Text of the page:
Disasters collide at the intersection of extreme weather and infectious diseases

Disasters collide at the intersection of extreme weather and infectious diseases

Natural disasters like hurricanes, droughts, and floods are becoming increasingly frequent and severe as a result of global climate change and human activities. Perhaps more alarming is the potential for compounding when these disasters occur simultaneously or in quick succession, leading to catastrophic impacts on the environment and human life. Compound disasters occur when different types of disasters interact, resulting in complex impacts that are difficult to predict. For example, hurricanes can lead to increased microbial activity in water supplies and forest fires can lead to soil erosion amplifying the impact of floods.

When these events occur, they increase environmental, economic, health, and social risks, particularly when coupled with epidemics like COVID-19 as each variable serves to inform the response and resilience to the other. This indicates a clear need to enhance our ability to respond to such interactions.

In this paper, published in Ecology Letters, we show that in the Southeastern United States where we reside, vulnerability to hurricanes and COVID-19 were often correlated.  Accordingly, we propose the development of a new science of colliding disasters and sophisticated disaster response systems that can address the scale and complexity of compound disasters and their consequences. This will involve the integration of diverse fields including climate science, public health, ecology, and social science to enhance our preparedness, response, and recovery. Failure to act could significantly exacerbate the impact of natural disasters and epidemics, resulting in more humanitarian crises.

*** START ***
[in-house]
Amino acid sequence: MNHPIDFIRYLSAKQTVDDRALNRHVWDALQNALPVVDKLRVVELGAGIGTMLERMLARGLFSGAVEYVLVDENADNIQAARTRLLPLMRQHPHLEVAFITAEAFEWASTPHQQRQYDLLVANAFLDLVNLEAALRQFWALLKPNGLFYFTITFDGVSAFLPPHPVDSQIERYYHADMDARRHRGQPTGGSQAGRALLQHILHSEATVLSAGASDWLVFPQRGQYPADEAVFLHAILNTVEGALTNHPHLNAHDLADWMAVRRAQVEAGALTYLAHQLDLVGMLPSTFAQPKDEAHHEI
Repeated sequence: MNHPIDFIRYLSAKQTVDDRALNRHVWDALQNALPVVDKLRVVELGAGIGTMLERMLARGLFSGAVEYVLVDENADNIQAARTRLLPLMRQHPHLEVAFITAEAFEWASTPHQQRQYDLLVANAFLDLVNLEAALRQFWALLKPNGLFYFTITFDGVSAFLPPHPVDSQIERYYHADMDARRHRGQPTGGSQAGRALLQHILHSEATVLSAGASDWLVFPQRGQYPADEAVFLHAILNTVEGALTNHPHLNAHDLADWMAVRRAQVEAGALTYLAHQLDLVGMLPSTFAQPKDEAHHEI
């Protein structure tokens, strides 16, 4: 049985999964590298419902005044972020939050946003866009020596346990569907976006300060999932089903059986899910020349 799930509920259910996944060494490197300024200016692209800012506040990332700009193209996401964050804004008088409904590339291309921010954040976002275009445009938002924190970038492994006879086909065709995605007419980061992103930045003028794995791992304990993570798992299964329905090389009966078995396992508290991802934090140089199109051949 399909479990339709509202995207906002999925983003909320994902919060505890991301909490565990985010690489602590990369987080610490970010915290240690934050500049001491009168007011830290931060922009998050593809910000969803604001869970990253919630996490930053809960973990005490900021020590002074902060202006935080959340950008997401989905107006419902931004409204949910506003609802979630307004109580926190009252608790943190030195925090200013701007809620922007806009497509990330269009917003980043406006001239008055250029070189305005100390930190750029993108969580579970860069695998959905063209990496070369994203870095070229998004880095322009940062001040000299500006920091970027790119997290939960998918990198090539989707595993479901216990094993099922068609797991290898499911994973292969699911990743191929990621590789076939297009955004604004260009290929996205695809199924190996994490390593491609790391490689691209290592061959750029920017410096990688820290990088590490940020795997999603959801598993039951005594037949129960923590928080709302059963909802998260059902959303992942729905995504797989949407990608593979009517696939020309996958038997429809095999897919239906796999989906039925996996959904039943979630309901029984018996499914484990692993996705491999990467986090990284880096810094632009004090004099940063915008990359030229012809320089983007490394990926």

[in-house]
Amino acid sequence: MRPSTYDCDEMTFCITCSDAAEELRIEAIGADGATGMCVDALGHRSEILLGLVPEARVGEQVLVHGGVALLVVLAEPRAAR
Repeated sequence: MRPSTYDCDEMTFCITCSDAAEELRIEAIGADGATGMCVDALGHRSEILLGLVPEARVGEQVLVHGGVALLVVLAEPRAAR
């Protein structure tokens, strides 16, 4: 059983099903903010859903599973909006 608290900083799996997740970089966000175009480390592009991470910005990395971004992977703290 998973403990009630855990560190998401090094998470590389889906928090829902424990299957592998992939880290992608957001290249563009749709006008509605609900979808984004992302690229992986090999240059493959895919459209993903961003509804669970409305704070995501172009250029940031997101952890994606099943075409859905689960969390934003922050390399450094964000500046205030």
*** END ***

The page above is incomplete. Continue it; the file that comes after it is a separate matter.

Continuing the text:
Intersection of social vulnerability, hurricanes, and COVID-19 outcomes for HHS regions 4 and 6. Map regions (Hospital Service Areas) are colored by Social Vulnerability Index for the United States (SoVI®; Cutter et al., 2003) 2010–2014, a measure of sensitivity, and cumulative deaths per 100,000 from COVID-19 through 2020 (Dong et al., 2020). High SoVI® scores indicate high relative social vulnerability. SoVI® scores are aggregated to HSA from county-level scores by population. Tracks of all hurricanes intersecting the study area from 2015 through 2020 are shown in grey (Landsea & Franklin, 2013). Spatial autocorrelation and the need to integrate different kinds of data (i.e. the irregular tiling of HHS regions and hurricane tracks) make developing suitable methods for hypothesis testing an important problem for further research.

Corresponding Author: John Drake, jdrake@uga.edu

Drake, J.M., Marty, É., Gandhi, K.J.K., Welch-Devine, M., Bledsoe, B., Shepherd, M. et al. Disasters collide at the intersection of extreme weather and infectious diseases. Ecology Letters, 26:485–489.